Egyptians love television. Whether it's American films or Turkish series, television has a huge impact on society, especially young people. Let's imagine two Egyptian 18 year olds, a boy and a girl. The boy sees young people his age drinking alcohol on television, chatting with girls, acting against their parents' wishes, moving out at 18, changing their beliefs, discovering the world on their own. The girl sees her own kind walking around in shorts without any problems, touching and kissing friends in public, spending vacations abroad with girlfriends without supervision, looking for a part-time job while studying, deciding on the future on her own. Then both turn off the television and are confronted with the reality of Egyptian society.

You don't yet know what's good for you. You're still too young for that. So you have to listen to me

Young people in Egyptian society rebel with their behavior not only against their parents (which is actually normal at a certain age), but against centuries-old social norms. Then the parents complain and compare their children with themselves as adolescents to conclude, as usual: “We have never been that difficult.” However, the question arises here: If a person behaves in a certain way just because they are knows no alternatives, is it then a question of will?

 
The world is changing - educational methods have to keep pace


In Eastern cultures, including the Egyptian culture, great importance is attached to behavior towards parents, mainly for religious reasons. However, the misinterpretation among Egyptians is widespread that good behavior can be summed up in obedience, namely of the blind kind.
 
© Goethe-Institut Egypt
Yasmin Mohamed Gaber, 17 years old

“You don't yet know what is good for you. You're still too young for that. So you have to listen to me ”, say typical Egyptian parents. They leave out an important fact: today's young generation was born with open eyes. We already know a lot more about the world than what our parents knew when we were old. We may have had a childhood of absolute innocence and naivety in the first few years of our lives, nothing more. Again typical for the 21st century. Whether that is good or bad is not the issue. It is important that at the age of, let's say 16, we no longer need knowledge, but experience. But our dear parents want us to stay at home and only study for school! Where is the experience supposed to come from now? This is precisely why most Egyptian young people feel completely clueless and lost after graduating from school and sometimes even after their bachelor's degree, because they have not learned anything practical from the “outside world” either at home or at school.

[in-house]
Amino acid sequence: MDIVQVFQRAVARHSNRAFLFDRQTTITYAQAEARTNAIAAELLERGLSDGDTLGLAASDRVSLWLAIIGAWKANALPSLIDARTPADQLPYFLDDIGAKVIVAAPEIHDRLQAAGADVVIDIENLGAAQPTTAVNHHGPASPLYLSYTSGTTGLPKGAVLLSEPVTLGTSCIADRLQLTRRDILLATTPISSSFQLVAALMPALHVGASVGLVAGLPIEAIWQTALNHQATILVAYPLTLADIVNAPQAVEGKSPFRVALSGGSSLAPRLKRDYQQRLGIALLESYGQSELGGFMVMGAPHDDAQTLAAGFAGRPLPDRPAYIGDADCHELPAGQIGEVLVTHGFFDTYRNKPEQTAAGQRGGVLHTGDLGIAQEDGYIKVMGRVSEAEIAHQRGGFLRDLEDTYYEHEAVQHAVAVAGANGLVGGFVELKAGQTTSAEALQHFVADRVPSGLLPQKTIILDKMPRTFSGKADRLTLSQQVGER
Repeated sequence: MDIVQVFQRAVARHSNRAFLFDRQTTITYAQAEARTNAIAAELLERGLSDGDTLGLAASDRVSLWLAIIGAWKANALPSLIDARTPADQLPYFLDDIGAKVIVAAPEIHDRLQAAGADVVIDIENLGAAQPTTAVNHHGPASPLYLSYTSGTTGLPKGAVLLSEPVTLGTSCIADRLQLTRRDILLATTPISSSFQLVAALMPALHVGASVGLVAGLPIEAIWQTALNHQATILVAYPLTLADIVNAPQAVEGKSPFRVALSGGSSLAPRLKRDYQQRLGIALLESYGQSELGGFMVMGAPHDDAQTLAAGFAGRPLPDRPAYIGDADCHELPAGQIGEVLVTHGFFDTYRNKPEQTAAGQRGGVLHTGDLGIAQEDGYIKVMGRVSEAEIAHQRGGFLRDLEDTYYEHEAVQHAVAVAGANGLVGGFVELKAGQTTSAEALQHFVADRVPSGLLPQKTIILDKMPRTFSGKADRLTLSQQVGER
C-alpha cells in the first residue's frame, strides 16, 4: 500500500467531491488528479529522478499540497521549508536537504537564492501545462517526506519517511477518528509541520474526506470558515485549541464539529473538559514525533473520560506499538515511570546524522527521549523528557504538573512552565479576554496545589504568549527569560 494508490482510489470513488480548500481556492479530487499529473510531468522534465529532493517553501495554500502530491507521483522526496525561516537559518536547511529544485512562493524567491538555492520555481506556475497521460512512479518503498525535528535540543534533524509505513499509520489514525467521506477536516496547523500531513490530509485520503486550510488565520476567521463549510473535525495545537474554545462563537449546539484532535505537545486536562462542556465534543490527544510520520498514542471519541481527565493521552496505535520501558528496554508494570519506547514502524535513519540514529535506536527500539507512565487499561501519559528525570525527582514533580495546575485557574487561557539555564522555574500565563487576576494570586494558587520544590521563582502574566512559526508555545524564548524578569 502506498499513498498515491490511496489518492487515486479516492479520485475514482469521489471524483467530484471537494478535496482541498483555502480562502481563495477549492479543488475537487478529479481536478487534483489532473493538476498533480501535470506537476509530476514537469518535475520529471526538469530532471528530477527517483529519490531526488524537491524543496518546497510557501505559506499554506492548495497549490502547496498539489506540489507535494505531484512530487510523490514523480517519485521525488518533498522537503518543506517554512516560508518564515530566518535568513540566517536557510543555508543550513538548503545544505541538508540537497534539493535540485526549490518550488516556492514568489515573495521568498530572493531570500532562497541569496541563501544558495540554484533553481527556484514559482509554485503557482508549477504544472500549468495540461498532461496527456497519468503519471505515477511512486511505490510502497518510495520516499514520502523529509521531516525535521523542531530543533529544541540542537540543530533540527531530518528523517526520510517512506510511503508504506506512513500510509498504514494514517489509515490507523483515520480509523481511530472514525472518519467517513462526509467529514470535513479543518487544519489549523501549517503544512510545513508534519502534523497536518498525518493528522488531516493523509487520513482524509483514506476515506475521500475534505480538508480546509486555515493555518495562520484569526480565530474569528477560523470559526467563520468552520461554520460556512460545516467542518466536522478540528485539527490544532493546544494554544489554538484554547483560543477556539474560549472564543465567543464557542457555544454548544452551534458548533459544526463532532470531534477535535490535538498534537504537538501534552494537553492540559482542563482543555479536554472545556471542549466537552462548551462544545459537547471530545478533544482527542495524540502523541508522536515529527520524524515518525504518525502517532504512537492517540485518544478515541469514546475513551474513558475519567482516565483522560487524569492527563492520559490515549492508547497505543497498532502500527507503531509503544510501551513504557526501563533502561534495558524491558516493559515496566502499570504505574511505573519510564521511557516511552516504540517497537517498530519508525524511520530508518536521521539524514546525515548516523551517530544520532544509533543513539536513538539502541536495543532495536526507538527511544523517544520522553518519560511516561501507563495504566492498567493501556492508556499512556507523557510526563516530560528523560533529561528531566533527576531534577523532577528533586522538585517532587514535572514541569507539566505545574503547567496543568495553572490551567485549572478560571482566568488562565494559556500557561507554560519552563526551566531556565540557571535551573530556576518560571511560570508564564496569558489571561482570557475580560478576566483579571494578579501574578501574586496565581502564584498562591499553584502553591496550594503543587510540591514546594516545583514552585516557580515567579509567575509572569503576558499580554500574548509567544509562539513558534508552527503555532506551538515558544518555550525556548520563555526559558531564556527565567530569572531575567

Alternative upbringing


Instead of staying home daily for that Thanaweya- To learn exam, parents should encourage their children to explore the world. You should allow mistakes and avoid constant criticism. “Our parents only like us when we do the right thing”, “I am often afraid of my parents”. This is how many Egyptian children feel because their parents usually only approach mistakes with aggressiveness, verbal and physical in nature. Of course, all parents love their children even when they do the wrong thing, but they forget that love, including parental love, must be shown. As a result, the children move away from their parents and seek advice and support from other adults, for example from teachers. Then the parents complain that their children have stopped telling them and instead of solving the problem with calm conversations, they become suspicious and then even more aggressive and the vicious circle starts all over again.